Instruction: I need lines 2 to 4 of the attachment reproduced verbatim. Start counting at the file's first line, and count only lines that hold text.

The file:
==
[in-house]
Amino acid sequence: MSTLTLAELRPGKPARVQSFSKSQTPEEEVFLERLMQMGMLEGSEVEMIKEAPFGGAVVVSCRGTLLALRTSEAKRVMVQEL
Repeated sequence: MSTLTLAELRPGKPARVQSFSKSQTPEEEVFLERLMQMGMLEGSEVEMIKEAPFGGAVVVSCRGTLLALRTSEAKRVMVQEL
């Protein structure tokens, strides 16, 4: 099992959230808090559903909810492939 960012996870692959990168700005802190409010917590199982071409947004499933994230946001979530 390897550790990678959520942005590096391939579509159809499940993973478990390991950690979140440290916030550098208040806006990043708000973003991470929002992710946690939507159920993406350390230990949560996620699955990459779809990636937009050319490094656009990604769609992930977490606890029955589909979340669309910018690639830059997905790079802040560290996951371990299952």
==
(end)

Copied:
Amino acid sequence: MSTLTLAELRPGKPARVQSFSKSQTPEEEVFLERLMQMGMLEGSEVEMIKEAPFGGAVVVSCRGTLLALRTSEAKRVMVQEL
Repeated sequence: MSTLTLAELRPGKPARVQSFSKSQTPEEEVFLERLMQMGMLEGSEVEMIKEAPFGGAVVVSCRGTLLALRTSEAKRVMVQEL
């Protein structure tokens, strides 16, 4: 099992959230808090559903909810492939 960012996870692959990168700005802190409010917590199982071409947004499933994230946001979530 390897550790990678959520942005590096391939579509159809499940993973478990390991950690979140440290916030550098208040806006990043708000973003991470929002992710946690939507159920993406350390230990949560996620699955990459779809990636937009050319490094656009990604769609992930977490606890029955589909979340669309910018690639830059997905790079802040560290996951371990299952």